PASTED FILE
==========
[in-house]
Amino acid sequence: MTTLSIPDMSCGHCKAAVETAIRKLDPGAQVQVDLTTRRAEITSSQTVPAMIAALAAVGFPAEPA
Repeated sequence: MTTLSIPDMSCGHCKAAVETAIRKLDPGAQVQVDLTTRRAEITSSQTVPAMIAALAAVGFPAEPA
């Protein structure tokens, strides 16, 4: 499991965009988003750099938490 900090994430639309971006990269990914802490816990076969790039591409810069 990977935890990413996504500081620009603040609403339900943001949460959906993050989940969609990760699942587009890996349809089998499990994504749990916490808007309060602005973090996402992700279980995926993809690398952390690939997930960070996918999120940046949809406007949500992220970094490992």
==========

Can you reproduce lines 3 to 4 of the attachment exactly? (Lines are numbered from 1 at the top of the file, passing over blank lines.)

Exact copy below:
Repeated sequence: MTTLSIPDMSCGHCKAAVETAIRKLDPGAQVQVDLTTRRAEITSSQTVPAMIAALAAVGFPAEPA
């Protein structure tokens, strides 16, 4: 499991965009988003750099938490 900090994430639309971006990269990914802490816990076969790039591409810069 990977935890990413996504500081620009603040609403339900943001949460959906993050989940969609990760699942587009890996349809089998499990994504749990916490808007309060602005973090996402992700279980995926993809690398952390690939997930960070996918999120940046949809406007949500992220970094490992």